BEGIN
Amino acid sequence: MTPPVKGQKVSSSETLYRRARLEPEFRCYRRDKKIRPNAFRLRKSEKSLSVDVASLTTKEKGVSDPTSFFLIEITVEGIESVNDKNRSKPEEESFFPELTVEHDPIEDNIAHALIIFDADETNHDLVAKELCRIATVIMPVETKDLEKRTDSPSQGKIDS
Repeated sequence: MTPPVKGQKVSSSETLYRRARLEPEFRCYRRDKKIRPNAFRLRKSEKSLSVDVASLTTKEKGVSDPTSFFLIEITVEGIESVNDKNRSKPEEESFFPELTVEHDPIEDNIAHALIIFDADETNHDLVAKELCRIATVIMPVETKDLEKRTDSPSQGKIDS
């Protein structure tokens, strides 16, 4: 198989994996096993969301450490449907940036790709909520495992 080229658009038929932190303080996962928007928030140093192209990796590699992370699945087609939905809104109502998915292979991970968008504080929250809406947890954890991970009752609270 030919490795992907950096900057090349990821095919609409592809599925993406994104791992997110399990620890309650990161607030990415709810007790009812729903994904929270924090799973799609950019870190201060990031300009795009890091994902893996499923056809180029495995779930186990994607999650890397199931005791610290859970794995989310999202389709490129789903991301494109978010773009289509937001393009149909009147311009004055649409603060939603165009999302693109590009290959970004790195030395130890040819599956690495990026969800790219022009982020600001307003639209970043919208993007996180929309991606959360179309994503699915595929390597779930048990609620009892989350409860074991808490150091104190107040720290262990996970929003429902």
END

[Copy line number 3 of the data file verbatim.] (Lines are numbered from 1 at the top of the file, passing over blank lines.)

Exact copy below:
């Protein structure tokens, strides 16, 4: 198989994996096993969301450490449907940036790709909520495992 080229658009038929932190303080996962928007928030140093192209990796590699992370699945087609939905809104109502998915292979991970968008504080929250809406947890954890991970009752609270 030919490795992907950096900057090349990821095919609409592809599925993406994104791992997110399990620890309650990161607030990415709810007790009812729903994904929270924090799973799609950019870190201060990031300009795009890091994902893996499923056809180029495995779930186990994607999650890397199931005791610290859970794995989310999202389709490129789903991301494109978010773009289509937001393009149909009147311009004055649409603060939603165009999302693109590009290959970004790195030395130890040819599956690495990026969800790219022009982020600001307003639209970043919208993007996180929309991606959360179309994503699915595929390597779930048990609620009892989350409860074991808490150091104190107040720290262990996970929003429902």